It is worth noting that the 21st century notion of the “open office space” has not risen to popularity without criticism. In many places around the world, security, some say, supersedes the openness needed for effective public diplomacy and is an important consideration that guides the look and feel of diplomatic posts. Finding workable solutions to balance the reality of an embassy’s myriad functions—office space, reception space, educational center, etc.—while reflecting the architecture and values of both the home and host countries is a conversation that will continue to evolve as diplomacy adapts to the times. For the Dutch Embassy in Brussels, transforming once closed-off spaces into a collaborative workspace creates a "different dynamic," Ambassador van den Heuvel told me (watch the tour for our full conversation), that offers staff both physical and mental flexibility.
Today, scholars, think tanks and design labs, such as the Hybrid Space Lab in Berlin, are even fusing urban design, architecture and art to harmonize physical spaces to the stories you want to tell (Check out our interview with co-founders Elizabeth Sikiaridi and Frans Vogelaar at Diplocamp below. Click here for additional interviews with experts on artificial intelligence, Facebook and digital diplomacy.). Our ongoing conversations about the monuments standing in our public spaces also reflect how the people and events we choose to venerate are the subject of constant reflection, scrutiny and, at times, conflict.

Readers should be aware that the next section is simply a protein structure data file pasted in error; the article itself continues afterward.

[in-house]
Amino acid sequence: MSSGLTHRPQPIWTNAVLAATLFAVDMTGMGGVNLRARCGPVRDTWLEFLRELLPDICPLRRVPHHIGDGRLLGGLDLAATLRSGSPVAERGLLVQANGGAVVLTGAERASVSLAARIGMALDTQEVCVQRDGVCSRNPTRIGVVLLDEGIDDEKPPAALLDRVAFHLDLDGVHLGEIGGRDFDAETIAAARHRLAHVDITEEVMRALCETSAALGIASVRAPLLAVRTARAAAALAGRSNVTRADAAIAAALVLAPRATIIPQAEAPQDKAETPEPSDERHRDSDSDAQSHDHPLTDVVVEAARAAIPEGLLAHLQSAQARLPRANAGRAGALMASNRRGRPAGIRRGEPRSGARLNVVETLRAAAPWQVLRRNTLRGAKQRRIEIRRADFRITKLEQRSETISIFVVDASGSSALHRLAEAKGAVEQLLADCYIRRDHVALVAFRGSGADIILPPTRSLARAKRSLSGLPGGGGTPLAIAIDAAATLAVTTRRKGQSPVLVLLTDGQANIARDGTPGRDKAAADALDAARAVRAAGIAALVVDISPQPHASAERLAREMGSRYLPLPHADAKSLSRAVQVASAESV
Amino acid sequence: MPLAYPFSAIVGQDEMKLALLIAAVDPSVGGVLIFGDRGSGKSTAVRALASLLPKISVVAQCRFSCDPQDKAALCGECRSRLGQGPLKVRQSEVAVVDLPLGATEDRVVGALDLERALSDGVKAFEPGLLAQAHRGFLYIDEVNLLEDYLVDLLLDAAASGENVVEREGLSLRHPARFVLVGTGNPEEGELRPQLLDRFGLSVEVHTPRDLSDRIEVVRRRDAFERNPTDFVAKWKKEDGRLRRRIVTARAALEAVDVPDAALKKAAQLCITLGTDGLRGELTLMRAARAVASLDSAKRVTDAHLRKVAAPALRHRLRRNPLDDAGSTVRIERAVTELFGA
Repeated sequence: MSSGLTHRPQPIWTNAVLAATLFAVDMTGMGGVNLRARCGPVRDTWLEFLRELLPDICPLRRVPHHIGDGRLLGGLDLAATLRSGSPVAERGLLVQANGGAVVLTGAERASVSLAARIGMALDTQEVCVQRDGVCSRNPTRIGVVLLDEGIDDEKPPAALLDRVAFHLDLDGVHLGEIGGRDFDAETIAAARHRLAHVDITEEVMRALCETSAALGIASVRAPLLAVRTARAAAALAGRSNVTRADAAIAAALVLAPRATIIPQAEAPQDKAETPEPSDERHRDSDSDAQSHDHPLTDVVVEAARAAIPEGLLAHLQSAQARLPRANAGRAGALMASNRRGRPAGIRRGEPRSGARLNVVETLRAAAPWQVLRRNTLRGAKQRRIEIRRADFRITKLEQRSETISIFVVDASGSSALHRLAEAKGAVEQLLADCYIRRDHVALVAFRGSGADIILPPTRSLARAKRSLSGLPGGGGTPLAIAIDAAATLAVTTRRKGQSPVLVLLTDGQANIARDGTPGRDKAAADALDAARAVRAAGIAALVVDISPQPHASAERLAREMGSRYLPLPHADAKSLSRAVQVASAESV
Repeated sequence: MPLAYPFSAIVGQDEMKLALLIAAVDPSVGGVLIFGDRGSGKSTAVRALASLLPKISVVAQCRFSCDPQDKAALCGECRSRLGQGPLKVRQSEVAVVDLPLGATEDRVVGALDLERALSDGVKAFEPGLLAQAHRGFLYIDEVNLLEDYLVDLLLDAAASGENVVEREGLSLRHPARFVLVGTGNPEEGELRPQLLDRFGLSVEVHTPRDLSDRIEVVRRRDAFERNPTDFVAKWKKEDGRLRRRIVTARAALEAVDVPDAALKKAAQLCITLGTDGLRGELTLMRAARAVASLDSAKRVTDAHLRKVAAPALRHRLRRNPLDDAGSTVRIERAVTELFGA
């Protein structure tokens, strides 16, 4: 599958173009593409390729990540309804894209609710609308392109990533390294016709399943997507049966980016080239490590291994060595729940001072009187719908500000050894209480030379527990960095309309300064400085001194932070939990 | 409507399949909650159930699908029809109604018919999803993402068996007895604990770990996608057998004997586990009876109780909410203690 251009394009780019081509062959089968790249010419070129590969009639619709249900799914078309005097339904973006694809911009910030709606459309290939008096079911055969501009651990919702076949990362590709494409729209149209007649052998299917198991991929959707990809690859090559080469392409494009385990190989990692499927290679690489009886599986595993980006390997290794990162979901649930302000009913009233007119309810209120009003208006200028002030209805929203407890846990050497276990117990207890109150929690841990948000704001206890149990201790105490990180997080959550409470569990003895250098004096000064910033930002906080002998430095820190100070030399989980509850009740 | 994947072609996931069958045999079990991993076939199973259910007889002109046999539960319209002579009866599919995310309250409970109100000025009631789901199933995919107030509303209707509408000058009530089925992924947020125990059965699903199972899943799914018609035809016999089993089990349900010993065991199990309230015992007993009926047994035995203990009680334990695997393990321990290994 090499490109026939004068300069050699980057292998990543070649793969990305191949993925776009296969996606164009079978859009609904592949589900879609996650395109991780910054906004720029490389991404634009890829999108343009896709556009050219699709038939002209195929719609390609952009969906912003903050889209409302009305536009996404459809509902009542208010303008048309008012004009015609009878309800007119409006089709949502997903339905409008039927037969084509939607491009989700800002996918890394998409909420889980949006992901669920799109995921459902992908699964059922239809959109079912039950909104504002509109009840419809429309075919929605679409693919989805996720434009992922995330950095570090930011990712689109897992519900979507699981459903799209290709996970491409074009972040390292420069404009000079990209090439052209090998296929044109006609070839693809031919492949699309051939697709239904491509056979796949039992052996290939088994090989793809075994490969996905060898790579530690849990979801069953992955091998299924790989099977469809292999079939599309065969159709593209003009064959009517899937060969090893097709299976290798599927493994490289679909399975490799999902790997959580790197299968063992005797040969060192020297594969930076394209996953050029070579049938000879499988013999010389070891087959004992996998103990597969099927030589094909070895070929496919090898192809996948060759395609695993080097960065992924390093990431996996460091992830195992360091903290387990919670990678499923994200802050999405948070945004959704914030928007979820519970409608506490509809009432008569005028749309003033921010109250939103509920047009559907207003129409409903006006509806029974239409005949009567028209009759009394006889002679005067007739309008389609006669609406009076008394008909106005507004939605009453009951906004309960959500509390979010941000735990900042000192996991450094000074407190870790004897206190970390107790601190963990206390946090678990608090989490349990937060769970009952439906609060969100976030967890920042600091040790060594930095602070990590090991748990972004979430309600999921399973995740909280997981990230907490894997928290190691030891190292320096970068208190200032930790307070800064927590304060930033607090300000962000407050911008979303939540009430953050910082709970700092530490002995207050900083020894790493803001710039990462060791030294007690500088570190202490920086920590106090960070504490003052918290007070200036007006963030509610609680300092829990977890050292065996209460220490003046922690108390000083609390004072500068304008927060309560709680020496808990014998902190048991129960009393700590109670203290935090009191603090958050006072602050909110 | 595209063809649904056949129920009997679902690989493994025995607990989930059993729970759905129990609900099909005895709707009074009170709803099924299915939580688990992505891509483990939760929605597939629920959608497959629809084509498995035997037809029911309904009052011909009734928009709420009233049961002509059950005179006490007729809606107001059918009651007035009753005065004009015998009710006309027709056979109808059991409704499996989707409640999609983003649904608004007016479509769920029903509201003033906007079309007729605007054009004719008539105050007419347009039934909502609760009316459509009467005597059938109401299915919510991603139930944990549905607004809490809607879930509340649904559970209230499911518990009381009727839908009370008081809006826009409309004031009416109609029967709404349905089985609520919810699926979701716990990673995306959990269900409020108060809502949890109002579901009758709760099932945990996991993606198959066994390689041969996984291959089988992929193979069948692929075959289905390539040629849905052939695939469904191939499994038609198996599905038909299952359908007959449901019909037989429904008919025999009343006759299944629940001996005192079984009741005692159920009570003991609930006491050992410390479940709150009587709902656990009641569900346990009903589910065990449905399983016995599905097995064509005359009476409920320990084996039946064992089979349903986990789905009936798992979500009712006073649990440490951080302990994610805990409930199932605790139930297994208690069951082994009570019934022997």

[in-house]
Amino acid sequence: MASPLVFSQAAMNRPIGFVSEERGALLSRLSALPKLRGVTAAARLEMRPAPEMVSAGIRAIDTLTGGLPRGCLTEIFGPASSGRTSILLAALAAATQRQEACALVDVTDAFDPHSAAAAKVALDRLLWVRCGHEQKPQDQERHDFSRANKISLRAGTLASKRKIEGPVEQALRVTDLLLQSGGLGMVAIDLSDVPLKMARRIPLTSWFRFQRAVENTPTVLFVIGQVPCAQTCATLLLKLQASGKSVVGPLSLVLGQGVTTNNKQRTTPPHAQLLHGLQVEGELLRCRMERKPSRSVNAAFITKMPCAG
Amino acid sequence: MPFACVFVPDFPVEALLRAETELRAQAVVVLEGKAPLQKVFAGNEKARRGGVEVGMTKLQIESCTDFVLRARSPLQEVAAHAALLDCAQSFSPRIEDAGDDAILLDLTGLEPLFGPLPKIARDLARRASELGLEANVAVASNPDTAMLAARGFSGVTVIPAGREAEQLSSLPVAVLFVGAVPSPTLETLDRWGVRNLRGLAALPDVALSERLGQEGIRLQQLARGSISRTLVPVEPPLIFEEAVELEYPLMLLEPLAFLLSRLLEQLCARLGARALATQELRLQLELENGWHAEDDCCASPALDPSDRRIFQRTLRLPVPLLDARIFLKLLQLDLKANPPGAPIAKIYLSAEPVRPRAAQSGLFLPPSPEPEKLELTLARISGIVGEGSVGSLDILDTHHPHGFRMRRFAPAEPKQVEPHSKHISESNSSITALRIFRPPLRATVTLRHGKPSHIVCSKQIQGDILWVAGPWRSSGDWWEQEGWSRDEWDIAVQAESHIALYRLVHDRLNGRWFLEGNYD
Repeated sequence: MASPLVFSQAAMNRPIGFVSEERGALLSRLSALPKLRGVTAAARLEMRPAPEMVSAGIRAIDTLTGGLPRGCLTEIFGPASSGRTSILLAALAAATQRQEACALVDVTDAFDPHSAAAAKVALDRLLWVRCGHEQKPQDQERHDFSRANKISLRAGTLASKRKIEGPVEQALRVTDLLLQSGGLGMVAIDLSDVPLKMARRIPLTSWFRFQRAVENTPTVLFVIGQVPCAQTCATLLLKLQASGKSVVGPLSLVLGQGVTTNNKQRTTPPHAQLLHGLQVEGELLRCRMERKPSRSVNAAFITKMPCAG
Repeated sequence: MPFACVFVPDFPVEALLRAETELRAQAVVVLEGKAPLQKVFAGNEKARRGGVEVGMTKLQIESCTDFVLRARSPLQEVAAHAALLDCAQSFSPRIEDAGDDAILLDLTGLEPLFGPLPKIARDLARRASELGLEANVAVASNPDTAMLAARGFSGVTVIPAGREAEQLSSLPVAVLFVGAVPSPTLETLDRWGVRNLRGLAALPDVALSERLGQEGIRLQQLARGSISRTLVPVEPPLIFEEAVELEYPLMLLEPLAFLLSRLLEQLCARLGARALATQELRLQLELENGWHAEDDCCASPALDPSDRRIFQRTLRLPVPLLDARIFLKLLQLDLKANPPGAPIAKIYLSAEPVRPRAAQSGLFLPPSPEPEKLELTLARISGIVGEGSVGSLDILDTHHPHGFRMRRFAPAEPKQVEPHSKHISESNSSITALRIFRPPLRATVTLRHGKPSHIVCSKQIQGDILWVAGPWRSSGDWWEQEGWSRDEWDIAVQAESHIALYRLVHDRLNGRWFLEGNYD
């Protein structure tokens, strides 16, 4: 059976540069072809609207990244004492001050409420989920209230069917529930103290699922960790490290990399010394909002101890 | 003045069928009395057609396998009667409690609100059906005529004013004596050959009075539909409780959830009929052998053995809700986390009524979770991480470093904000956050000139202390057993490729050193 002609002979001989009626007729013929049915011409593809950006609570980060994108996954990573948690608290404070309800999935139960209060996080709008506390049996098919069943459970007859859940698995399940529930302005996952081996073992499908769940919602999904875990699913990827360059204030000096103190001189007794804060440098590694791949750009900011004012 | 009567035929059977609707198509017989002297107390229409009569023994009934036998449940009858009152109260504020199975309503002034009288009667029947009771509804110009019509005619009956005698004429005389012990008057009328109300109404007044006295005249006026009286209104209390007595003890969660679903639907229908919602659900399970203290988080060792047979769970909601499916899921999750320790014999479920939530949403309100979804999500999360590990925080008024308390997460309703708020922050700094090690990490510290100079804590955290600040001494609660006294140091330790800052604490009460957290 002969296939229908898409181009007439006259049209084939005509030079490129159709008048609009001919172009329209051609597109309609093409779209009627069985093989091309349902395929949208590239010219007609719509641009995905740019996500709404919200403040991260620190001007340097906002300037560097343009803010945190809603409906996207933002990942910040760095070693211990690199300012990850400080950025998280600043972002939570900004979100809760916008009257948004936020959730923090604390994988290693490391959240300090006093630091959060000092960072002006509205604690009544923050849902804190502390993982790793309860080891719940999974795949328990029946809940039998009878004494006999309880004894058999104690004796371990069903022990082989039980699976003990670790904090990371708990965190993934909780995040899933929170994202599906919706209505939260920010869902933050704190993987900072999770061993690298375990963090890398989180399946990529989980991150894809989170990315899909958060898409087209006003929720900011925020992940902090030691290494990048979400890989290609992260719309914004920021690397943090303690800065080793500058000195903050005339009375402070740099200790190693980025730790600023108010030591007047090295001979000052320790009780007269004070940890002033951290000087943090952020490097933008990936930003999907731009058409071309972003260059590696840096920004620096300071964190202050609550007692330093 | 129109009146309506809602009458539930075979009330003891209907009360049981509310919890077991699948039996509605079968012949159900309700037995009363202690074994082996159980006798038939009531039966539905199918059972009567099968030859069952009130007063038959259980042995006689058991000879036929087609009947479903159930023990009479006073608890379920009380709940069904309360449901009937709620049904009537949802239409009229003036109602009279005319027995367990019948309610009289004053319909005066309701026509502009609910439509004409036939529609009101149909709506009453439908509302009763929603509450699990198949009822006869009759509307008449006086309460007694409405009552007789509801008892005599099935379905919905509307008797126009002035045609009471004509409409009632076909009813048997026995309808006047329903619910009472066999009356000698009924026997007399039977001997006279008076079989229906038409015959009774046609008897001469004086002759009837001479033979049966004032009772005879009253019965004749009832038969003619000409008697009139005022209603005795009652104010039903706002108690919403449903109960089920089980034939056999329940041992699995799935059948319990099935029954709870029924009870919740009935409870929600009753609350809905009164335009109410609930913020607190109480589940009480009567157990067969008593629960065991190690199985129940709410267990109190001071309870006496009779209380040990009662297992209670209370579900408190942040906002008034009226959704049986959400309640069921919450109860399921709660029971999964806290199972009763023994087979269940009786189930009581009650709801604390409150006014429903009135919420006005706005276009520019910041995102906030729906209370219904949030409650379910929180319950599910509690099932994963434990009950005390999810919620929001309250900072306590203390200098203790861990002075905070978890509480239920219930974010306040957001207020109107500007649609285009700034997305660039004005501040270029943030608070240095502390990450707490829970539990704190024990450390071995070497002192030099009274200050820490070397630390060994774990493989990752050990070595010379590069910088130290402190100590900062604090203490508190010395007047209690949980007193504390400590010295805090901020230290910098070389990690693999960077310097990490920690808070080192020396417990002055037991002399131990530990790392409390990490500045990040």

In the U.S., the Department of State’s American Spaces program focuses on the importance of physical spaces to international exchange and education. In 2012, the Bureau of International Information Programs (IIP) partnered with the Smithsonian Institution to adapt American Centers, Information Resource Centers, American Corners and Bi-national Centers worldwide to today’s public diplomacy needs. The result includes re-designed libraries, “Entrepreneur Incubator” programming, and art capturing the ethos of influential Americans like Martin Luther King, Jr. and Maya Angelou. Important to this re-design initiative, the experts have said, is collaborating with design specialists and creating "a cohesive global look and feel" of these centers around the world.
Architecture and art tell stories and can be a reflection of societal values such as openness, equality and freedom of expression. The relevance of physical spaces to public diplomacy persists even as people around the world continue to foster connections across virtual spaces. This consideration also points to the number of voices significant to our understanding of public diplomacy—looking to architects, designers, artists, urban planners and more will help us as public diplomats to strengthen our practice and hone our storytelling abilities. My time at the beautiful Dutch Embassy in Brussels showed me how one diplomatic post was telling their story through the physical, and I hope to continue to expand my understanding of this topic during the remainder of my time with CPD and beyond.